BACKGROUND AND OBJECTIVES: The purpose of this study was to explore medical student perceptions of their medical school teaching and learning about human suffering and their recommendations for teaching about suffering. During data collection, students also shared their percerptions of personal suffering which they attributed to their medical education. METHODS: In April through May 2015, we conducted focus groups involving a total of 51 students representing all four classes at two US medical schools. RESULTS: Some students in all groups reported suffering that they attributed to the experience of medical school and the culture of medical education. Sources of suffering included isolation, stoicism, confusion about personal/ professional identity and role as medical students, and witnessing suffering in patients, families, and colleagues. Students described emotional distress, dehumanization, powerlessness, and disillusionment as negative consequences of their suffering. Reported means of adaptation to their suffering included distraction, emotional suppression, compartmentalization, and reframing. Students also identified activities that promoted well-being: small-group discussions, protected opportunities for venting, and guidance for sharing their experiences. They recommended integration of these strategies longitudinally throughout medical training. CONCLUSIONS: Students reported suffering related to their medical education. They identified common causes of suffering, harmful consequences, and adaptive and supportive approaches to limit and/or ameliorate suffering. Understanding student suffering can complement efforts to reduce medical student distress and support well-being.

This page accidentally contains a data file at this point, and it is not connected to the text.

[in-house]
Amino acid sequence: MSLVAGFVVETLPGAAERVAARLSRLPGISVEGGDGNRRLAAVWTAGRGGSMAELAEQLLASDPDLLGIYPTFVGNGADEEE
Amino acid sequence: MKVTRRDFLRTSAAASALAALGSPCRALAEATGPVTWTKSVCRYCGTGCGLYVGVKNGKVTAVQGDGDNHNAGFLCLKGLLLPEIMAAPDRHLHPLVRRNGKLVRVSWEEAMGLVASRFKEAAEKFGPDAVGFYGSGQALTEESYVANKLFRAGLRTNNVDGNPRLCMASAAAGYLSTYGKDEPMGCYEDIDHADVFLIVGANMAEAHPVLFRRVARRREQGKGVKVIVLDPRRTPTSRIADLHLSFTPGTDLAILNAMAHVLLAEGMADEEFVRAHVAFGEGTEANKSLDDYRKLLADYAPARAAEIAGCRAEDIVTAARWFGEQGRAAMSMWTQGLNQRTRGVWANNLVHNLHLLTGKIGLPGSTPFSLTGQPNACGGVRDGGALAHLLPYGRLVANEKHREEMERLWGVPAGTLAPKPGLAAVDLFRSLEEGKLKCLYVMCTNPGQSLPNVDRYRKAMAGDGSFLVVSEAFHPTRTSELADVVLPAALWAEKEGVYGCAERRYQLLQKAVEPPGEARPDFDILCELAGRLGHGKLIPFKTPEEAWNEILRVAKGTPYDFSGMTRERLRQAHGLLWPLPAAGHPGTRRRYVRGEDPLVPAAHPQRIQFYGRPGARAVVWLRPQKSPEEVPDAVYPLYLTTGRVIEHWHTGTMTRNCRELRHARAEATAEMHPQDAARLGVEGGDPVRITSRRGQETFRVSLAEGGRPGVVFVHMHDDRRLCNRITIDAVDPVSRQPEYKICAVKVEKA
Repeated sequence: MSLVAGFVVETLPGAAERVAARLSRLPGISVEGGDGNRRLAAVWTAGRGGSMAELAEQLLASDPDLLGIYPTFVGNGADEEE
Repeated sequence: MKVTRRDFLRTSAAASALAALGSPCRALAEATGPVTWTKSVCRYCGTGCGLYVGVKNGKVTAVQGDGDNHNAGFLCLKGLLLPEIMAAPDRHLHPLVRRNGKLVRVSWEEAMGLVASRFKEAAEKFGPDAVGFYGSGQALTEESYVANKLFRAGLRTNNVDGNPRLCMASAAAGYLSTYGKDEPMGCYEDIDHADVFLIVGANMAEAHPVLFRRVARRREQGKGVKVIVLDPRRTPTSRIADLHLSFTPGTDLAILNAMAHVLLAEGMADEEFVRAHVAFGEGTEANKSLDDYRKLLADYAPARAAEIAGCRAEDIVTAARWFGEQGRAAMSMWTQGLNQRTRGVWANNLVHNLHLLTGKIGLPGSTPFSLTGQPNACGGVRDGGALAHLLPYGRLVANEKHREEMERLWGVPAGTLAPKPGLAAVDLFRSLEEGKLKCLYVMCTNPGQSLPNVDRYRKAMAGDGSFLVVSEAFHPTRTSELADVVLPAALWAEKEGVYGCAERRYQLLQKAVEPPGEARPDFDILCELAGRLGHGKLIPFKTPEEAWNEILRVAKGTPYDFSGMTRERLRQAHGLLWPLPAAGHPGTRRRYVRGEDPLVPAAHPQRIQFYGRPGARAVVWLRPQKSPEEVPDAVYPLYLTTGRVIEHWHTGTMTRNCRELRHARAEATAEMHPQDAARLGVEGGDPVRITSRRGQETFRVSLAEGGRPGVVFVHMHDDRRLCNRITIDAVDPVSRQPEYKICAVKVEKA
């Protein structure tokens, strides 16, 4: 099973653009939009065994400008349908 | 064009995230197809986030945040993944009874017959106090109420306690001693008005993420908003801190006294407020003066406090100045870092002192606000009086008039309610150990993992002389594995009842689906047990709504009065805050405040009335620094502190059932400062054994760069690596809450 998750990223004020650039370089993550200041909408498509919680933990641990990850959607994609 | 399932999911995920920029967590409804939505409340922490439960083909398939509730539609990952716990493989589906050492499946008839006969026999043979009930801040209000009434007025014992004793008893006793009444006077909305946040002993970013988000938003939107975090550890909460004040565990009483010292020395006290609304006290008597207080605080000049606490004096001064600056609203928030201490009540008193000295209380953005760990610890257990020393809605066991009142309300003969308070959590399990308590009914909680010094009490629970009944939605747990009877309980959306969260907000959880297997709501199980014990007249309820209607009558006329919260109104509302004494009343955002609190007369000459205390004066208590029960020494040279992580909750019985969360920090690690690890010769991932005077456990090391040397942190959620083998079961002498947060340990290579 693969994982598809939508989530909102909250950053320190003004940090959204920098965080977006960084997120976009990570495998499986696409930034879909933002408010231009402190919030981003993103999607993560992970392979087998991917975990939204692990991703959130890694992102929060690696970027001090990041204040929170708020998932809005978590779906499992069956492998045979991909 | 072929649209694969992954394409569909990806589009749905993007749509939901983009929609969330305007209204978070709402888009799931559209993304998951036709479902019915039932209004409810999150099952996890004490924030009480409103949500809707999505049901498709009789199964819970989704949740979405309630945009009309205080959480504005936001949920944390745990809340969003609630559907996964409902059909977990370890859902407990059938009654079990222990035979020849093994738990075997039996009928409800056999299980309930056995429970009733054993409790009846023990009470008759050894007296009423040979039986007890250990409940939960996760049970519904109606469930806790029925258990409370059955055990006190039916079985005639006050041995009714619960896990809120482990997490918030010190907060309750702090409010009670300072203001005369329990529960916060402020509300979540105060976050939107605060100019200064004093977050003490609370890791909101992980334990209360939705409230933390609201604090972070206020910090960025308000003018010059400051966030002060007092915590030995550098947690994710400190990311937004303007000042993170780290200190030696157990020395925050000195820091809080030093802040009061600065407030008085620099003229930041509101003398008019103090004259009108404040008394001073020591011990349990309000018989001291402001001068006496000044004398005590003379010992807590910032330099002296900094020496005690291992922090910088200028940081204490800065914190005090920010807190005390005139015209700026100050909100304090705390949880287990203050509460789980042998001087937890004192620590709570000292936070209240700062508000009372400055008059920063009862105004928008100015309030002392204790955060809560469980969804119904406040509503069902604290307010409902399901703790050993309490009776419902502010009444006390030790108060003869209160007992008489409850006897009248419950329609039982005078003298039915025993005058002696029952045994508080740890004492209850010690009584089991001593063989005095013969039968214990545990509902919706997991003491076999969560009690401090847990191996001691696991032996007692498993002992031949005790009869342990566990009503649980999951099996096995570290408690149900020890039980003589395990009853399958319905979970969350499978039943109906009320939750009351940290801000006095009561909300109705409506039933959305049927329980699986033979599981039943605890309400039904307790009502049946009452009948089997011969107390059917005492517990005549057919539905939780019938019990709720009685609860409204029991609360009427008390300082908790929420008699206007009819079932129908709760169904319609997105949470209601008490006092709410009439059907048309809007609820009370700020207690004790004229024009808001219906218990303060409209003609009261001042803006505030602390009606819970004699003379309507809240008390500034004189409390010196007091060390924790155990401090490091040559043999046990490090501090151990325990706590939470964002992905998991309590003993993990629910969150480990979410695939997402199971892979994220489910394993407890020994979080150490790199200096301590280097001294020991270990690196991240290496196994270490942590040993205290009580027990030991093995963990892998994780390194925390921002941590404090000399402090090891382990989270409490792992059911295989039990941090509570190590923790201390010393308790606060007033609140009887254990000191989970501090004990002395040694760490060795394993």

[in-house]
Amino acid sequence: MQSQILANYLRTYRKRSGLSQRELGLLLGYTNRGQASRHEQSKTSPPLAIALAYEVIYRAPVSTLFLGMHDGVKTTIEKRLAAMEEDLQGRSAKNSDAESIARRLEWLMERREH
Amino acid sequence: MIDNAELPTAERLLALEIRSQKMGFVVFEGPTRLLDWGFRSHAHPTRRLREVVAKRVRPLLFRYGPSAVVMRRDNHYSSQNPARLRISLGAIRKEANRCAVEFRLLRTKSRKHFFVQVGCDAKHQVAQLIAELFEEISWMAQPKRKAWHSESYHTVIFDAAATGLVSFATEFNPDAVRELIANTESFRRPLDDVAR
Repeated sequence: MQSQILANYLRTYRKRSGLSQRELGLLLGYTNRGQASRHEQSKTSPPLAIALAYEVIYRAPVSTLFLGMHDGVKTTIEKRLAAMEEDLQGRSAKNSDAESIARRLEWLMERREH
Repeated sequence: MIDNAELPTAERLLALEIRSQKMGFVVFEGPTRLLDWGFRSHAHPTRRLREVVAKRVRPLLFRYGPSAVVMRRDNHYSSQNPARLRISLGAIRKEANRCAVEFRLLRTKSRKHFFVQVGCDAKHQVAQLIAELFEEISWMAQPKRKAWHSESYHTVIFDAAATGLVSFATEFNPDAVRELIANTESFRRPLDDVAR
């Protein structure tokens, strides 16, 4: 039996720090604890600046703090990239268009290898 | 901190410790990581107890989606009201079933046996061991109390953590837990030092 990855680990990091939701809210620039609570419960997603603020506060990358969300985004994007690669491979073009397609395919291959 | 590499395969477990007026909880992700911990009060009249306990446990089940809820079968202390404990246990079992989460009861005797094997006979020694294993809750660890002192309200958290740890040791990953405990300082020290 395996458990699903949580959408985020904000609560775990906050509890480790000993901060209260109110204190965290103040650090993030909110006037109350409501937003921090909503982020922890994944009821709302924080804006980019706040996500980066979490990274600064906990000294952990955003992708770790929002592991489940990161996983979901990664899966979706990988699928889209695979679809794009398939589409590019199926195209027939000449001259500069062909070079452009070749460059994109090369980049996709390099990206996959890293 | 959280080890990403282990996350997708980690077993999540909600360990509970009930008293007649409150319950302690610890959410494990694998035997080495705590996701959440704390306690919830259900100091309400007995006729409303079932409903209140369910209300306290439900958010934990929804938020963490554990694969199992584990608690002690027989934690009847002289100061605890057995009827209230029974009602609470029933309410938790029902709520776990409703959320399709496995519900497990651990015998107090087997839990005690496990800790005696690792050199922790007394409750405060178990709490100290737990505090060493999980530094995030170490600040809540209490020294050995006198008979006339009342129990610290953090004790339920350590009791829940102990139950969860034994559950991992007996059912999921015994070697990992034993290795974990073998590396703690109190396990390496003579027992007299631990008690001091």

All Science Journal Classification (ASJC) codes
- Family Practice